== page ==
Like the advent of Generation Z in the workplace, 5G will carry a disruptive ripple effect, starting with telecom and cascading across the wider consumer and business worlds. Switzerland was the first in Europe to roll out 5G in May of 2019 and over 16 cities in the UK will follow by the end of 2019. Beyond this, 5G has already spread throughout Asia. In this series, we’ll look at how this new technology will require telecom companies to reimagine their operations and ways of working to remain competitive. Further, we’ll arm readers with takeaways to thrive in this changing landscape.
The need to react quickly
5G is likely to bring even more disruption to industries than 4G, and at an even faster pace. 4G helped give rise to autonomous vehicles as well as technologies that powered the gig workforce and the proliferation of the “sharing economy.” Utilizing 4G, companies like Uber exploded onto the scene and transformed the competitive landscape. It’s no surprise that 4G is still the biggest tech offering since Facebook in 2012. 5G promises to bring just as much opportunity and disruptive potential, but it’s currently unclear exactly what form this will take.
Telecom companies should take note: 5G needs new ways of working and approaches to organisational strategy that will enable them to capitalise on the increase in Over-The-Top (OTT) service providers (e.g. Netflix and Whatsapp), fixed wireless access (wireless internet) opportunities, and network slicing. 5G enables customers to cross all sections of the product spectrum in one transaction – there are no longer siloed pockets of “data customers,” “mobile customers,” or “broadband customers.” For example, with OTT video and IP based video, will future video product offerings be considered a video product or a data product? Customers will not pay for the higher price of 5G unless they see a reason to do so, so companies must uncover new sources of innovation and value that span the holistic customer journey.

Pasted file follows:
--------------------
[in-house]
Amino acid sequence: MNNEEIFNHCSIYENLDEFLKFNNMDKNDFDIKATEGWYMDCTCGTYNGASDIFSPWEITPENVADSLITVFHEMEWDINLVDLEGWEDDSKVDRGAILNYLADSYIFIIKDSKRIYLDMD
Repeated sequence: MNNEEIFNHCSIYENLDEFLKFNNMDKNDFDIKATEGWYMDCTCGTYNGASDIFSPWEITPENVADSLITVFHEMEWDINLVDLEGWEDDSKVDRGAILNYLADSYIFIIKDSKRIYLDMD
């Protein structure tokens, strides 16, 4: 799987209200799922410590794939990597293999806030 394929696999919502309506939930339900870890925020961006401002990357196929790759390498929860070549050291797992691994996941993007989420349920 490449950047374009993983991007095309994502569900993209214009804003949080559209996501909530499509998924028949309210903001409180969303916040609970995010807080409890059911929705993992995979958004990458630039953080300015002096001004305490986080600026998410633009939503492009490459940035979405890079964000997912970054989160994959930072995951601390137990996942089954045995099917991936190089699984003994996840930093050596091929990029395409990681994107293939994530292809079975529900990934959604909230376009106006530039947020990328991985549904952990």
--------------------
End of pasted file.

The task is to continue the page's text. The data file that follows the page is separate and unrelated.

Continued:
So, what makes 5G so special?
- Speed and low latency. It will be at least several dozen times faster than 4G and will have a nearly instantaneous response time, supporting services such as ultra-high definition video streaming, large file downloads and virtual reality. These features will also enable real-time interactivity of services that use the cloud – this is a must for safely realising high-tech dreams like self-driving cars, connected cities, true cloud based gaming, and remote surgery.
- Better penetration in buildings. 5G brings the ability to integrate across all frameworks – e.g. mobile, fixed broadband, small cell, wi-fi, Bluetooth, edge technologies, etc. This ultimately creates one integrated, more seamless network that can penetrate buildings more effectively.
- Increased battery life. The increased battery efficiency that 5G will deliver (a 90 percent reduction in network energy usage) means that some devices can go for months or even years without being recharged. Low-power and low-cost 5G modules can be installed not only in personal devices, such as mobile phones, but also in everyday objects and city infrastructure, enabling unprecedented connectivity and entirely new services and use cases for mobile data, where other solutions were too expensive or not feasible.
- Network slicing. This capability allows operators to tailor networks based on customer use case, helping to improve the efficiency and effectiveness of how network resources are allocated.
Telecom companies are the first piece in the puzzle to delivering 5G. In fact, according to our proprietary , over half (65 percent) of respondents in the Media, Entertainment, and Communications industry cite 5G Buildout and 5G Commercialization as strategic priorities for 2019.
Although it is currently difficult to build a business case around 5G, given the ambiguity and high cost of implementation, they are in a do-or-die situation and this is where innovation plays a critical role. Indeed, 90 percent of respondents in our survey cited Product and Service Innovation as a priority for this year. In the pursuit of innovation, artificial intelligence (AI) is critical to handling the speed and transaction volumes that 5G will bring.
There is no doubt that 5G carries tremendous disruptive potential, and in part two of our series, we’ll dive into the actionable steps that telecom leaders can take to thrive in a 5G world.
This blog was co-authored by Darya Mishyna
Darya is a Senior Consultant with North Highland, specialising in HR Transformation. She is an Organisational Psychologist by background and has over six years of consulting experience. Darya is an expert in behavioural assessment and measurement, both in the pre-hire and post-hire space.